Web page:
# Axiomatization in first order logic

I am trying to understand what the term axiomatization exactly means . We didn't really discuss this in the lectures at my school but I have to write a homework related to that and I don't understand the question of the task. Can someone explain what the concept of axiomatization really means? My task is: Given a signature σ1 and a set of formulas Φ1 ⊆ FO[σ1] I have to show that Φ1 "axiomatizate" the class of fields . Of course I don't expect someone to solve the problem for me but I would really appreciate some easy examples of which steps should I follow to solve it (example of how to show the same thing not for fields but for something else) and what exactly this axiomatization concept means.

• Do you believe that you are breathing air? In this Room? – SAJW Jan 31 '17 at 5:54
• @Socrates What do you mean? – Noah Schweber Jan 31 '17 at 6:06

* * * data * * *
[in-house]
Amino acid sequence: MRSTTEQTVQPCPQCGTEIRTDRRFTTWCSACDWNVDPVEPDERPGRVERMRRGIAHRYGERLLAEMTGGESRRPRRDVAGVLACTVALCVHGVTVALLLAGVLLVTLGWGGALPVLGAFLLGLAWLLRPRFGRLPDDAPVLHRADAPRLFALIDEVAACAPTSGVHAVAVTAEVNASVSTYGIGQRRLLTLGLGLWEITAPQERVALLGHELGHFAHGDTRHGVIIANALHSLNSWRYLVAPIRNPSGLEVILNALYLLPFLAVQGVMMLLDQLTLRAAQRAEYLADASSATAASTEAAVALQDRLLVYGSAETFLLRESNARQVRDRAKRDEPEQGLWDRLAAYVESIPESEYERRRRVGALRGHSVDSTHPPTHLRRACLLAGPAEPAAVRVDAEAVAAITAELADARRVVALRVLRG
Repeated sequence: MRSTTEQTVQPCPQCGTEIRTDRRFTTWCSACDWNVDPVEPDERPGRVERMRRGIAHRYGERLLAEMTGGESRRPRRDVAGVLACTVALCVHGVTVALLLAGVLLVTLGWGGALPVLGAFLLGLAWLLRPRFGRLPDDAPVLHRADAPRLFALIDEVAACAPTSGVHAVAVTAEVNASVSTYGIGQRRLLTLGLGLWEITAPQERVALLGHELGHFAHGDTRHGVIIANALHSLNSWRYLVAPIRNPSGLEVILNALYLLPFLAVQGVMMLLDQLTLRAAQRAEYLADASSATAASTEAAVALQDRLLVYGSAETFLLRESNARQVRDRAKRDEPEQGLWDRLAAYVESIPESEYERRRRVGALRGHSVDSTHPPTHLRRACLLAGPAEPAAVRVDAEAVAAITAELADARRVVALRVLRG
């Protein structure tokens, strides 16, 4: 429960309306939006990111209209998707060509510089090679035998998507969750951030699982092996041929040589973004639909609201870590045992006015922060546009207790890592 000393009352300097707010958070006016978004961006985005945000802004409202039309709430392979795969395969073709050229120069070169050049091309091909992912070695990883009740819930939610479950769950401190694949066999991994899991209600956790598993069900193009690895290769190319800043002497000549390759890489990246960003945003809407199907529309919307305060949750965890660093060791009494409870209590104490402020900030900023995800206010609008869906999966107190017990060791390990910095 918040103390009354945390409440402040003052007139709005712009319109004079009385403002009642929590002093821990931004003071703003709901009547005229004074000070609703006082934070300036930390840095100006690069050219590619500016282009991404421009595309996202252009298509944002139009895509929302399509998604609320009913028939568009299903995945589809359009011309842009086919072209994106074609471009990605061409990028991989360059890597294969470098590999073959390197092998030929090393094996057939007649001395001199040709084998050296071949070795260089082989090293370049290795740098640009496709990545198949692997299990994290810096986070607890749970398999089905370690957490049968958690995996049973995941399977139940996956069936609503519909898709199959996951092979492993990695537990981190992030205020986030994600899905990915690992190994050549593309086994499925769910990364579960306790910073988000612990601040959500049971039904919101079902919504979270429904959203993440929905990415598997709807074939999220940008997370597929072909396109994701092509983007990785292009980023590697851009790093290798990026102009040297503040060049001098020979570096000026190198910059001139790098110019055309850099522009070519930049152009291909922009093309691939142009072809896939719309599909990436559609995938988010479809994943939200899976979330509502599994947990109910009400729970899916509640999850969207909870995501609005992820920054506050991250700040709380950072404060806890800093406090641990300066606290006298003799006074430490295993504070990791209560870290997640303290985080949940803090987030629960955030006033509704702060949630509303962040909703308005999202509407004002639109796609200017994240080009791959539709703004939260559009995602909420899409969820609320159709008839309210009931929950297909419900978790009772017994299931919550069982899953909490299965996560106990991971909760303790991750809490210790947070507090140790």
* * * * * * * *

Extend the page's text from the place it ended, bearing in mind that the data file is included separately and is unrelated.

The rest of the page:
• A family $\Phi$ of sentences axiomatizes a class $\mathbb{K}$ of structures (say, the class of fields) if the models of $\Phi$ are exactly the structures in $\mathbb{K}$. That is, to show $\Phi$ axiomatizes $\mathbb{K}$, you need to show two things: - Every model of $\Phi$ is a structure in $\mathbb{K}$. - Every structure in $\mathbb{K}$ is a model of $\Phi$. – Noah Schweber Jan 31 '17 at 6:06
• @NoahSchweber I don't even know! Maybe it would be possible to know something if we assume some things, and see how it plays out. I can't seem to find the keyword for this process. – SAJW Jan 31 '17 at 6:10

An example is provided by the theory of groups, whose signature may be chosen to contain the binary function symbol $\circ$ (the group operation), the constant $e$ (the identity), and the binary equality relation. The theory of groups is then defined by the following axioms:

• $\forall x, y, z \,. x \circ (y \circ z) = (x \circ y) \circ z$ (associativity of $\circ$);
• $\forall x \,. x \circ e = e \circ x = x$ (existence of identity);
• $\forall x \,. \exists y \,. x \circ y = y \circ x = e$ (existence of inverses).

The choice of signature (and consequently axioms) is not unique. In the case of groups, one may include a unary function for the inverse, or omit the constant for the identity.